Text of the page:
When StatsLife collected responses to the BASP p-value ban (see blogs hither and yon), I suggested they contact Ian Hunt, a wise and philosophically minded critical voice in the wilderness of cookbook analysts. I also know that he and I take rather divergent opinions on deduction and induction and such, but I hold his arguments in the highest respect because they are carefully constructed. Alas! he couldn’t send in a response in time, but here it is, reproduced with his kind permission:
How good are the reasons given by the editors of Basic and Applied Social Psychology (BASP) to ban hypothesis tests and p-values?
I argue that BASPs reasoning for banning “statistical inference” is weak.
First, they (the editors) offer a non sequitur: ban p-values because “the state of the art remains uncertain” (2015 editorial) and “there exists no inferential statistical procedure that has elicited widespread agreement” (2014 editorial). I argue inter-subjective (dis)agreement is not decisive.
Secondly, they imply that good inductive inferences require posterior probabilities. This is contentious, especially since both posteriors and p-values are just deductions.
Thirdly, they plead for larger sample sizes “because as the sample size increases, descriptive statistics become increasingly stable and sampling error is less of a problem.” This is contradictory: the evidence for this claim is best shown by the statistical inferences being banned.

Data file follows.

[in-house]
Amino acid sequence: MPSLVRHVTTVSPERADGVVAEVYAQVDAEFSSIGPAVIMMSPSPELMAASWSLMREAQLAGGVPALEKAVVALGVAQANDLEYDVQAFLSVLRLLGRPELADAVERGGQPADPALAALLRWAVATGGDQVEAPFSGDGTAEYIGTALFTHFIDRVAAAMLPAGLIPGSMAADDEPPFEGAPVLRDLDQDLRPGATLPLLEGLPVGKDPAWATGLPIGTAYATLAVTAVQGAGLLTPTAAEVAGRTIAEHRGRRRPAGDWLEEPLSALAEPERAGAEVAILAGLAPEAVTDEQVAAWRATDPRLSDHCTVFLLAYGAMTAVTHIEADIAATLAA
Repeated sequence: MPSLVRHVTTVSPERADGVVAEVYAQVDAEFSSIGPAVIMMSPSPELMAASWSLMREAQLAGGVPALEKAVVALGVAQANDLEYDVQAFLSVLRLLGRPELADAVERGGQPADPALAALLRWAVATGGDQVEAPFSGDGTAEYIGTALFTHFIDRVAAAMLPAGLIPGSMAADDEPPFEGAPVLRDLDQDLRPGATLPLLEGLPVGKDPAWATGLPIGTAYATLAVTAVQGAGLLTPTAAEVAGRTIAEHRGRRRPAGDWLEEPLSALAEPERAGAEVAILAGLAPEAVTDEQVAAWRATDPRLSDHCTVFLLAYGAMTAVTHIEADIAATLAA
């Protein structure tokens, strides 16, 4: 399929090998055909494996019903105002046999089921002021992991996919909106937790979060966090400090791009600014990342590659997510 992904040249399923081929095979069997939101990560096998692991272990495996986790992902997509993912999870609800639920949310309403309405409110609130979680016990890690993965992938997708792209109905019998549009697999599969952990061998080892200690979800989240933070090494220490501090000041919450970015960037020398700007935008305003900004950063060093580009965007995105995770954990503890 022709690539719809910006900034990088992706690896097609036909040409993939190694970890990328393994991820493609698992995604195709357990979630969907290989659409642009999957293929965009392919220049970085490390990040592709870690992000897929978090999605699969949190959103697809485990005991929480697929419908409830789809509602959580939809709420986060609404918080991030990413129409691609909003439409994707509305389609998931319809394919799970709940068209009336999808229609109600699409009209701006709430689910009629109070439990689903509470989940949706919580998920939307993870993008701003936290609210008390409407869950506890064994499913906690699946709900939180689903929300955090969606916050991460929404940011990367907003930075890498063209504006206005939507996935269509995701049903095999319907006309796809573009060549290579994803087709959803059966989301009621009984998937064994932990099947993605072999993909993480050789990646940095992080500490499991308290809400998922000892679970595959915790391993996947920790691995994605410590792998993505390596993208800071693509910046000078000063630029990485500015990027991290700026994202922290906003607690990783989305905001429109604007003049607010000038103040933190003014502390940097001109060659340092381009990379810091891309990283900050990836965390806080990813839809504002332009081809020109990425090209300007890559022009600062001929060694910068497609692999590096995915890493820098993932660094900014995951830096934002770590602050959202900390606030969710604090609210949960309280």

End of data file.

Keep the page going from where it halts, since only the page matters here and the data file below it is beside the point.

Fourthly, they correctly assume that with a large enough sample size many “significant effects” (or “null rejections” or low p-values or interesting things or whatever) can be identified by looking at canny descriptive statistics and adroitly drawn charts. But I believe p-values ARE descriptive statistics – with which both frequentists and Bayesians can work.
Finally, BASP “welcomes the submission of null effects”. But without tests and concomitant power profiles the evidential value of a “null effect” is unclear.
BASPs editors appear to conclude that modern statistics is inductive and akin to “the art of discovery” (as David Hand puts it). Fair enough. But I conclude that careful deductive inferences, in the form of hypothesis tests with clear premisses and verifiable mathematics, still have a role in discovering interesting things.
Now, it would be unfair of me to say anything more on this here but I believe you can hear Ian talking on this very subject at this year’s RSS conference, which is in Exeter. Personally, I’ve never been to Exeter, and I don’t think this is going to be the year for it either, but as Southern towns go, I suspect it’s neither as depressing as Weymouth nor as humourlessly overrated as Salisbury. (That counts as enthusiasm round here.) I recommend the conference to you. It’s just about optimal size and always interestingly diverse.